THE POOR ON PURIM
Many of the Jewish holidays revolve around the dinner table. Food's prominent role throughout the festivals ranges from dipping apples in honey on Rosh Hashanah to eating in little huts on Sukkot; from drinking four cups of wine at the seder to drinking to a stupor on Purim.
Many of the Jewish holidays revolve around the dinner table. Food's prominent role throughout the festivals ranges from dipping apples in honey on Rosh Hashanah to eating in little huts on Sukkot; from drinking four cups of wine at the seder to drinking to a stupor on Purim. Even within the laws of Purim, three of the four primary mitzvot revolve around food: Eating the festive meal, extending meal packages to friends (mishlo'ach manot), and providing for the poor (matanot la'evyonim). The common denominator of all these mitzvot centers around the basic human need for sustenance.
The Rambam (Maimonides), one of the leading Torah scholars and thinkers of the Middle Ages, states in his classic code of Jewish law that on Purim it is better to involve oneself more extensively with helping the needy than with embellishing one's own meal or giving food gifts to acquaintances. Why is the mitzvah of taking care of the needy on Purim superior to the other mitzvot of the day? Of course we should always try to help the poor whenever possible, and Hashem gave us many mitzvot involving tzedakah (charity) and chesed (loving kindness) throughout the year, but why should that obligation be any more important than the other mitzvot of Purim?
There are two fundamental benefits derived from supporting the poor which distinguish this mitzvah from the others of Purim. The most obvious and perhaps the most important aspect is the beneficial impact upon the impoverished person. During the holiday season, when everyone else is in a festive mood, the poor still worry about their next meal. The most immediate result of your provision is the improvement of the poor person's security, for he can now rely on this mitzvah of matanot la'evyonim to provide some support for at least one day. From this perspective, this mitzvah is merely an extension of the regular year-round mitzvah to give charity. We provide the needy with an opportunity to celebrate the holiday in a proper manner befitting a day of such magnitude.
However, aside from the direct impact on the poor, the people giving and providing also profit greatly from the mitzvah. The Rambam in his halachic code explains the reason for the high stature given to this mitzvah by stating that the focus of Purim is simcha (happiness): "There is no greater nor more beautiful joy than making the poor happy because the person who raises the spirits of the poor is similar to Hashem." This mitzvah directs the giver along a path of noble goals, ultimately striving to behave with the same compassion as does Hashem, an achievement which is perhaps the ultimate level of happiness. Giving tzedakah contributes to a person's character development more readily than do any of the other mitzvot of Purim, conferring additional credit on the mitzvah of matanot la'evyonim and justifying its prominence.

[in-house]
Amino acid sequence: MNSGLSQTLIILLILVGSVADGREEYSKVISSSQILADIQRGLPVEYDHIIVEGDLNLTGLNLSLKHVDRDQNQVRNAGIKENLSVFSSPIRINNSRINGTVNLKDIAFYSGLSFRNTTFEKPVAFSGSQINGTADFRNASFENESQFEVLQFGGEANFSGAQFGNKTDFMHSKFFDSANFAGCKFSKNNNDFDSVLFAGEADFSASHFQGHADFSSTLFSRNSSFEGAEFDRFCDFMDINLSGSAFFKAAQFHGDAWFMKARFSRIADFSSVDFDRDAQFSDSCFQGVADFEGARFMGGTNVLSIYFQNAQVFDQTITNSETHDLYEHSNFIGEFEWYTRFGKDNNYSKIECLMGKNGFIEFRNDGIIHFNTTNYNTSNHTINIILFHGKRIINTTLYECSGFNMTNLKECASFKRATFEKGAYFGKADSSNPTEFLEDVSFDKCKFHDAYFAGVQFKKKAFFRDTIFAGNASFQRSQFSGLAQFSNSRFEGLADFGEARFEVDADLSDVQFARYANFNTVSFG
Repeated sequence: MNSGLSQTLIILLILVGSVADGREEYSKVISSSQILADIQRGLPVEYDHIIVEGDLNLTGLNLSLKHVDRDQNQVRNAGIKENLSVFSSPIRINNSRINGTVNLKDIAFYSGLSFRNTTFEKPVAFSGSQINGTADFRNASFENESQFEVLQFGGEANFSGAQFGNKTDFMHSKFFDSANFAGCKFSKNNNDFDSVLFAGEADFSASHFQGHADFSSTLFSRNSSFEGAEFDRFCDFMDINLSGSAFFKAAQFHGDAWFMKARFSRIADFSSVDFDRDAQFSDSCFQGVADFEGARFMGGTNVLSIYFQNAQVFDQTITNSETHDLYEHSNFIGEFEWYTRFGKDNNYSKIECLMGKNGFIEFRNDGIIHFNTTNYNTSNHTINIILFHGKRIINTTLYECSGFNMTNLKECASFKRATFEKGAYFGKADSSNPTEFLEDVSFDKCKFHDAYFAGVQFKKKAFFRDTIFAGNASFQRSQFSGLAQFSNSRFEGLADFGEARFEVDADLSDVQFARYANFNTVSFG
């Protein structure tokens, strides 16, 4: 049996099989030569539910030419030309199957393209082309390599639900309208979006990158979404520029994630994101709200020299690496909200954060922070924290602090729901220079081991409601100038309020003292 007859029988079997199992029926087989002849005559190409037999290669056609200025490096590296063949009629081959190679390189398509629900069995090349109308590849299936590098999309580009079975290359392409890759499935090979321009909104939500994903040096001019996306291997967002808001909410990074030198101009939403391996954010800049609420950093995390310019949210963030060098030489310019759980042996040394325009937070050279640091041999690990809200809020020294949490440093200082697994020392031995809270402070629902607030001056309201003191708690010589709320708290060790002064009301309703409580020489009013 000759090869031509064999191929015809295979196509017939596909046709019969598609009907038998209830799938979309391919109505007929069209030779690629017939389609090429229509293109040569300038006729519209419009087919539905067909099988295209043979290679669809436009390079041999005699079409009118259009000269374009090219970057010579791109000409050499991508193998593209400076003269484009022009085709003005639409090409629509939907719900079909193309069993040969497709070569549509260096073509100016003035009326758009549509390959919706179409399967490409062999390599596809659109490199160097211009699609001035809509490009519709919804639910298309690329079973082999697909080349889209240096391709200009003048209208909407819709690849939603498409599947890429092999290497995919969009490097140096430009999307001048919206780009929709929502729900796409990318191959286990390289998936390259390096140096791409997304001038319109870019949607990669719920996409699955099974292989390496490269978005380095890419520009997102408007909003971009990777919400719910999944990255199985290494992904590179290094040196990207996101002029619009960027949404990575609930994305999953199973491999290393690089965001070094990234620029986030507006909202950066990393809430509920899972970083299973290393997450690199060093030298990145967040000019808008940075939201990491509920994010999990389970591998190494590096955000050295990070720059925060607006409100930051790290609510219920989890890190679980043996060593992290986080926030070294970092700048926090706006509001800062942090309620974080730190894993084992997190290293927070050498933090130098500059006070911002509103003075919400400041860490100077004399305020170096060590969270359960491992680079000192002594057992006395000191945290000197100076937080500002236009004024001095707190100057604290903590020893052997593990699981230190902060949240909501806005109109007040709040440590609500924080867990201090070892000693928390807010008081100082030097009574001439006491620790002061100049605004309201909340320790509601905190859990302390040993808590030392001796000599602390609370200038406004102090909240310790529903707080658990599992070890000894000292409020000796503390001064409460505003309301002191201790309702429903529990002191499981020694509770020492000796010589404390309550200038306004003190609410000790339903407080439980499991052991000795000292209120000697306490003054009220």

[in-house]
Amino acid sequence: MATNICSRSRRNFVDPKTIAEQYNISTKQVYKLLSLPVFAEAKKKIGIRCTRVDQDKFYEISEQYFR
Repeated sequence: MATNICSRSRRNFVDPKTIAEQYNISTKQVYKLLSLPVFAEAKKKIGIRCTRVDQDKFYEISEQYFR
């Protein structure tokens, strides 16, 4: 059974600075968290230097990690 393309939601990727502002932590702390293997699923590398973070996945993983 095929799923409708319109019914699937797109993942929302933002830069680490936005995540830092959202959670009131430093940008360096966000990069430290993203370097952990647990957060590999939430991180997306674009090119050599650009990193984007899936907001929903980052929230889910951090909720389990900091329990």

This notion of the giver himself benefiting manifests itself further in the halacha that we can satisfy our obligation to give to the poor on Purim even by giving to a non-Jew. Although a gentile is certainly not obligated in the mitzvah of Purim, and providing him support will not contribute to his Purim happiness, nevertheless the giver grows from the experience of supporting someone else. The concern, understanding, and compassion required to sacrifice for the needy is critical for us to feel part of the miracle of Purim. Hashem demonstrated compassion towards the Jewish people when they were in need at the time of Esther, and today we should emulate that same compassion by supporting others in need. We should all strive to accomplish both goals of providing for the poor -- assisting them through the holiday and training ourselves to be more sympathetic and sensitive to other people's needs. Both aspects are of great significance.
Micah Gimpel, a native Atlantan and graduate of Yeshiva Atlanta, is a junior at Yeshiva University in New York.
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